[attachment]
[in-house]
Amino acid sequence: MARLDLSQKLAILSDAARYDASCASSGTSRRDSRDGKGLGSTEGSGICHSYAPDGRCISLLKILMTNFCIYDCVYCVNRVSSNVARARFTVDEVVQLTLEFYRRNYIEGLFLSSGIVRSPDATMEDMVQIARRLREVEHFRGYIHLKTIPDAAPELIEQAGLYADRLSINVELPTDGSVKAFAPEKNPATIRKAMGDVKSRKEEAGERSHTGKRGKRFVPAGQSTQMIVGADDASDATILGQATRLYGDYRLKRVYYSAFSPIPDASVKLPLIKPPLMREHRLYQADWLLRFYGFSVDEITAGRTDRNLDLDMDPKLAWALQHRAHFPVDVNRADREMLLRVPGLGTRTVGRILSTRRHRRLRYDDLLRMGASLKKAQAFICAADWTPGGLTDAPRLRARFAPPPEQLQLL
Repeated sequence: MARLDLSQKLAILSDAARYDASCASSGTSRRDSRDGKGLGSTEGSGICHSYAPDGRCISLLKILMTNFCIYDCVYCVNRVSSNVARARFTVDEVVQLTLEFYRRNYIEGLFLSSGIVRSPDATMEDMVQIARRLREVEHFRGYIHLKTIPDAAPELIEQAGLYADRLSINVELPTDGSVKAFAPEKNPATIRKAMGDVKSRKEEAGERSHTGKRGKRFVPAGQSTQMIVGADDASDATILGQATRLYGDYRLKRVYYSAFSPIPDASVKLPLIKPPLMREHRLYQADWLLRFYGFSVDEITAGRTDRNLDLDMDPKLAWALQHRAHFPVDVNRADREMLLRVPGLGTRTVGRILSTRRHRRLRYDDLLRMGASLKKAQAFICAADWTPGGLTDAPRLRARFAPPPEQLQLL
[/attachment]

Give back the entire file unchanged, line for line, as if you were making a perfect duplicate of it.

[in-house]
Amino acid sequence: MARLDLSQKLAILSDAARYDASCASSGTSRRDSRDGKGLGSTEGSGICHSYAPDGRCISLLKILMTNFCIYDCVYCVNRVSSNVARARFTVDEVVQLTLEFYRRNYIEGLFLSSGIVRSPDATMEDMVQIARRLREVEHFRGYIHLKTIPDAAPELIEQAGLYADRLSINVELPTDGSVKAFAPEKNPATIRKAMGDVKSRKEEAGERSHTGKRGKRFVPAGQSTQMIVGADDASDATILGQATRLYGDYRLKRVYYSAFSPIPDASVKLPLIKPPLMREHRLYQADWLLRFYGFSVDEITAGRTDRNLDLDMDPKLAWALQHRAHFPVDVNRADREMLLRVPGLGTRTVGRILSTRRHRRLRYDDLLRMGASLKKAQAFICAADWTPGGLTDAPRLRARFAPPPEQLQLL
Repeated sequence: MARLDLSQKLAILSDAARYDASCASSGTSRRDSRDGKGLGSTEGSGICHSYAPDGRCISLLKILMTNFCIYDCVYCVNRVSSNVARARFTVDEVVQLTLEFYRRNYIEGLFLSSGIVRSPDATMEDMVQIARRLREVEHFRGYIHLKTIPDAAPELIEQAGLYADRLSINVELPTDGSVKAFAPEKNPATIRKAMGDVKSRKEEAGERSHTGKRGKRFVPAGQSTQMIVGADDASDATILGQATRLYGDYRLKRVYYSAFSPIPDASVKLPLIKPPLMREHRLYQADWLLRFYGFSVDEITAGRTDRNLDLDMDPKLAWALQHRAHFPVDVNRADREMLLRVPGLGTRTVGRILSTRRHRRLRYDDLLRMGASLKKAQAFICAADWTPGGLTDAPRLRARFAPPPEQLQLL